The author of this book was no doubt Nehemiah himself. There are portions of the book written in the first person (ch. 1-7; 12:27-47, and 13). But there are also portions of it in which Nehemiah is spoken of in the third person (ch. 8; 9; 10). It is supposed that these portions may have been written by Ezra; of this, however, there is no distinct evidence. These portions had their place assigned them in the book, there can be no doubt, by Nehemiah. He was the responsible author of the whole book, with the exception of ch. 12:11, 22, 23. The date at which the book was written was probably about B.C. 431-430, when Nehemiah had returned the second time to Jerusalem after his visit to Persia. The book, which may historically be regarded as a continuation of the book of Ezra, consists of four parts. (1.) An account of the rebuilding of the wall of Jerusalem, and of the register Nehemiah had found of those who had returned from Babylon (ch. 1-7). (2.) An account of the state of religion among the Jews during this time (8-10). (3.) Increase of the inhabitants of Jerusalem; the census of the adult male population, and names of the chiefs, together with lists of priests and Levites (11-12:1-26). (4.) Dedication of the wall of Jerusalem, the arrangement of the temple officers, and the reforms carried out by Nehemiah (12:27-ch. 13). This book closes the history of the Old Testament. Malachi the prophet was contemporary with Nehemiah.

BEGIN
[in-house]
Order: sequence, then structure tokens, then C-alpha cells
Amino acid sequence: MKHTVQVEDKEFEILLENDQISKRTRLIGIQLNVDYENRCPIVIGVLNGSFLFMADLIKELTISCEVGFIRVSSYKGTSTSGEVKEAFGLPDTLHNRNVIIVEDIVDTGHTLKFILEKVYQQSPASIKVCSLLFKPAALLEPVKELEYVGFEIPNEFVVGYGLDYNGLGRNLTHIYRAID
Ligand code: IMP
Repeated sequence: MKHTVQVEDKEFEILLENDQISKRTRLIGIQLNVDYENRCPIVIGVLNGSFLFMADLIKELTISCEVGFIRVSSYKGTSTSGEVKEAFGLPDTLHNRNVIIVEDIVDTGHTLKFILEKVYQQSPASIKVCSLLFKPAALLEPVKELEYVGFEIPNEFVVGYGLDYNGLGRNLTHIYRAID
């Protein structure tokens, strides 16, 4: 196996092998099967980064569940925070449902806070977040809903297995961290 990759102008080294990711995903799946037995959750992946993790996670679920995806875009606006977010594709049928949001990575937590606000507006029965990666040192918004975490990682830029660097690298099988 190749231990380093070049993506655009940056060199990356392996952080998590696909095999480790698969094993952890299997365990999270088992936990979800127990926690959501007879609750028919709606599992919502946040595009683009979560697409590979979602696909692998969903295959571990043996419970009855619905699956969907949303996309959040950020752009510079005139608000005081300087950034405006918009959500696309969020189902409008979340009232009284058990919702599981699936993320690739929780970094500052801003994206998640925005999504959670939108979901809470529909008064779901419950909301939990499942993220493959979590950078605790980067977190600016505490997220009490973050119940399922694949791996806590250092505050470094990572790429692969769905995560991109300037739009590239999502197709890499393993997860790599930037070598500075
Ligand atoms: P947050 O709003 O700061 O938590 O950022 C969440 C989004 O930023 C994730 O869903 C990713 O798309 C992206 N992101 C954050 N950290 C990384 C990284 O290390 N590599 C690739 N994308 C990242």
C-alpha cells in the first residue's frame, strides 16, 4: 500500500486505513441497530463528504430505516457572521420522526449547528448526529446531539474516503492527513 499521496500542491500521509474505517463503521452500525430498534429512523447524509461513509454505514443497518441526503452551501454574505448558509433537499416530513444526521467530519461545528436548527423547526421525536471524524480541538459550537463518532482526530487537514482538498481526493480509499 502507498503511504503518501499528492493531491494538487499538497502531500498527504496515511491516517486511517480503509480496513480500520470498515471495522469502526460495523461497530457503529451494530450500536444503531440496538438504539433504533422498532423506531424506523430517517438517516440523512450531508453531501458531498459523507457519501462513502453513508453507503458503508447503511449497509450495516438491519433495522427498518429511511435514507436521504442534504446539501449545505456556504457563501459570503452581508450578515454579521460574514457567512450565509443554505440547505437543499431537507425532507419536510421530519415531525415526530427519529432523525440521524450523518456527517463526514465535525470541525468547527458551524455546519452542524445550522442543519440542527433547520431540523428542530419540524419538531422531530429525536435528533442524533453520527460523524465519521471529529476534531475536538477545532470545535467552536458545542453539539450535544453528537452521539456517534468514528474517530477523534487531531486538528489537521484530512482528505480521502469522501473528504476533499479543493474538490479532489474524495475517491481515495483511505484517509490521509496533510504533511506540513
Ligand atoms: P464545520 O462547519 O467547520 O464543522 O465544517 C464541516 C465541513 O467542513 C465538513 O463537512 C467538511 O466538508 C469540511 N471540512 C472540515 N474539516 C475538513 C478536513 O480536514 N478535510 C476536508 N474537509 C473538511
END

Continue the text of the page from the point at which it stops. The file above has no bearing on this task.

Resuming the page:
|a printed punctuation mark (‽), available only in some typefaces, designed to combine the question mark (?) and the exclamation point (!), indicating a mixture of query and interjection, as after a rhetorical question.|
|a children's mummer's parade, as on the Fourth of July, with prizes for the best costumes.|
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